That was the idea behind the #CancelYale campaign that was trending nationally on Twitter last weekend. Conservative commentator Ann Coulter wrote an editorial pointing out Yale University’s founder, Elihu Yale, was in fact a slave trader. My friend (and occasional American Consequences contributor), radio host Jesse Kelly, pushed this idea of #CancelYale online, and it went viral.
The argument is straightforward… If statues of America’s founders should be torn down because of various figures’ history with slavery, why should the university system escape public sanction and atonement for the sins of its founders? Yale, in 2017, already changed the name of one of its dormitories – named for John C. Calhoun, vice president of the United States from 1825 to 1832 – because of his ownership of slaves and support for the expansion of that odious practice.
So what’s the problem with changing the name of Yale University altogether? It’s just a name, isn’t it?
It’s not between the political parties. And it’s not between the states and Federal government. But this battle will DEFINITELY affect you and your money over the next few years. You have to choose which side you’ll be on–and you have to decide now. Porter Stansberry explains here…
Well unsurprisingly, an ultra-elite academic institution with a $30 billion endowment is slow to toss away all that brand value. Yale’s trustees think social justice is great, but they spent four years in New Haven, Connecticut so they could tell people at cocktail parties their alma mater is Yale… and wait for that knowing nod of approval.
And for you Brown University alumni out there, don’t think your school escapes the “wokeness” history purge. The Brown family owned and traded in slaves, and 30 members of Brown’s governing board owned slaves as well. In fact, slave labor was used to build the Brown University campus. Just because the school has written lengthy reports on this – and opened the Center for the Study of Slavery and Justice in 2012 – does that really mean it should keep the name?
Of course, neither Yale nor Brown will ever change their names. They are institutions that, above all else, are valuable because of their brand recognition. They will bend the knee, beg forgiveness, and say whatever the social justice mob demands… But they aren’t changing their names. No way.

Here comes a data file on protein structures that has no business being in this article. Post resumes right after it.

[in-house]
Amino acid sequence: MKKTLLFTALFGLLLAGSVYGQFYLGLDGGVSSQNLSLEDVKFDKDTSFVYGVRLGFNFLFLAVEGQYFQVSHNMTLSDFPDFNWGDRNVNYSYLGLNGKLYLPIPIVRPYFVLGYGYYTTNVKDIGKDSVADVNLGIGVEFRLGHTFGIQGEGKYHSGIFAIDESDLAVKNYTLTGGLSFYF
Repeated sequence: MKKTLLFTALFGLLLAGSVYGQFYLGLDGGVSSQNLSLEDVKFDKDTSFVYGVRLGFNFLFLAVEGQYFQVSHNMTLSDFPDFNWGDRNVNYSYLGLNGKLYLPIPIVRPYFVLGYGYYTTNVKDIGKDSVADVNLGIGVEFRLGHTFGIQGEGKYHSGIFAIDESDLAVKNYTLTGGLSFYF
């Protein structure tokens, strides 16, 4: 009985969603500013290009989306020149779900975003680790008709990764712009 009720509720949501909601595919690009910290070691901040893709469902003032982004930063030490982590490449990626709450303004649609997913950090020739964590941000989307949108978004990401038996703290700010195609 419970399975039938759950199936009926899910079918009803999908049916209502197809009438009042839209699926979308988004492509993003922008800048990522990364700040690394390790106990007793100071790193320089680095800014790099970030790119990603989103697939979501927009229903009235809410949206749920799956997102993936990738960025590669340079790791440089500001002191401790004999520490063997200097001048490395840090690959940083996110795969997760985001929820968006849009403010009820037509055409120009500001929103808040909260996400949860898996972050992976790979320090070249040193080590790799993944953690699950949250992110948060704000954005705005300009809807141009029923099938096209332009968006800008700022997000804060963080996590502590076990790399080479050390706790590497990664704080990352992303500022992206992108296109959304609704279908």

To be clear… I think this whole iconoclastic surge is pure madness. But as the Democrat-Left mob keeps getting its way, it becomes bolder and more extreme. Perhaps the only way to make this stop is one of the simplest – that everyone lives under the same set of rules, no matter how much culture and history are destroyed along the way.
Now here are some of the stories we’re reading…
The decline of the U.S. dollar could happen at ‘warp speed’ in the era of coronavirus
Prominent economist is calling for the dollar to soon decline 35% against its major rivals, citing increases in the nation’s deficit and dwindling savings.
How the Coronavirus Recovery Is Changing Cities
As cities emerge from coronavirus lockdowns, the way people use parks, stores, restaurants, transit, streets and homes is changing in ways both subtle and dramatic.
That Big Vacation You Scrapped Is Already Selling Out for Next Summer
There’s already competition to reserve major international trips in 2021 as people who canceled because of coronavirus look to roll over the money they already spent.
The Cave Kingpin Buying Up America’s Underground
John Ackerman has spent millions procuring a majority of the known caves in Minnesota, which add up to dozens of miles of underground passageways and likely make him the largest cave owner in the U.S.
And let us know what you’re reading at [email protected].
Executive Editor, American Consequences
With P.J. O’Rourke and the Editorial Staff
June 24, 2020